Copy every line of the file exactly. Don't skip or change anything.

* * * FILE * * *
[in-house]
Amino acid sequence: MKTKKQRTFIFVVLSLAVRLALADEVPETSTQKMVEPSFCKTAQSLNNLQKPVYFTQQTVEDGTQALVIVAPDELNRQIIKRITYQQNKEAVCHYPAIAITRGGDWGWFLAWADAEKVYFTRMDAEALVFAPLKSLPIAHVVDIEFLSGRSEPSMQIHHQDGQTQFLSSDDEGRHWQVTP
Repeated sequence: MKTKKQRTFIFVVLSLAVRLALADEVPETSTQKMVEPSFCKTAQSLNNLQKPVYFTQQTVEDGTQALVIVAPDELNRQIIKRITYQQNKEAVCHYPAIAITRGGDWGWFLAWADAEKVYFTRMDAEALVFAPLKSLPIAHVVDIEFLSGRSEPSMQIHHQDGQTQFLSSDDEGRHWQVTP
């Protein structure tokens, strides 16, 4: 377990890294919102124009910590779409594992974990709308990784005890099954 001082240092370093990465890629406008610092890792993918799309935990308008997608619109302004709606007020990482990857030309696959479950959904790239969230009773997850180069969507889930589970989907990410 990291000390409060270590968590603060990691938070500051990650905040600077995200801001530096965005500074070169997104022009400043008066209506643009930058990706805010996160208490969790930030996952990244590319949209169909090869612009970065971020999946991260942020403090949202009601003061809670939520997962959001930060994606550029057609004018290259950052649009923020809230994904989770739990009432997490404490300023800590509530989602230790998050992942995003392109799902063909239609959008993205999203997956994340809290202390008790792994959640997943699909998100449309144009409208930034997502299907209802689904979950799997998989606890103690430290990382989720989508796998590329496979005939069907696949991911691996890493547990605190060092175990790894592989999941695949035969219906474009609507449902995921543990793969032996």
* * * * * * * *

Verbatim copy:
[in-house]
Amino acid sequence: MKTKKQRTFIFVVLSLAVRLALADEVPETSTQKMVEPSFCKTAQSLNNLQKPVYFTQQTVEDGTQALVIVAPDELNRQIIKRITYQQNKEAVCHYPAIAITRGGDWGWFLAWADAEKVYFTRMDAEALVFAPLKSLPIAHVVDIEFLSGRSEPSMQIHHQDGQTQFLSSDDEGRHWQVTP
Repeated sequence: MKTKKQRTFIFVVLSLAVRLALADEVPETSTQKMVEPSFCKTAQSLNNLQKPVYFTQQTVEDGTQALVIVAPDELNRQIIKRITYQQNKEAVCHYPAIAITRGGDWGWFLAWADAEKVYFTRMDAEALVFAPLKSLPIAHVVDIEFLSGRSEPSMQIHHQDGQTQFLSSDDEGRHWQVTP
């Protein structure tokens, strides 16, 4: 377990890294919102124009910590779409594992974990709308990784005890099954 001082240092370093990465890629406008610092890792993918799309935990308008997608619109302004709606007020990482990857030309696959479950959904790239969230009773997850180069969507889930589970989907990410 990291000390409060270590968590603060990691938070500051990650905040600077995200801001530096965005500074070169997104022009400043008066209506643009930058990706805010996160208490969790930030996952990244590319949209169909090869612009970065971020999946991260942020403090949202009601003061809670939520997962959001930060994606550029057609004018290259950052649009923020809230994904989770739990009432997490404490300023800590509530989602230790998050992942995003392109799902063909239609959008993205999203997956994340809290202390008790792994959640997943699909998100449309144009409208930034997502299907209802689904979950799997998989606890103690430290990382989720989508796998590329496979005939069907696949991911691996890493547990605190060092175990790894592989999941695949035969219906474009609507449902995921543990793969032996």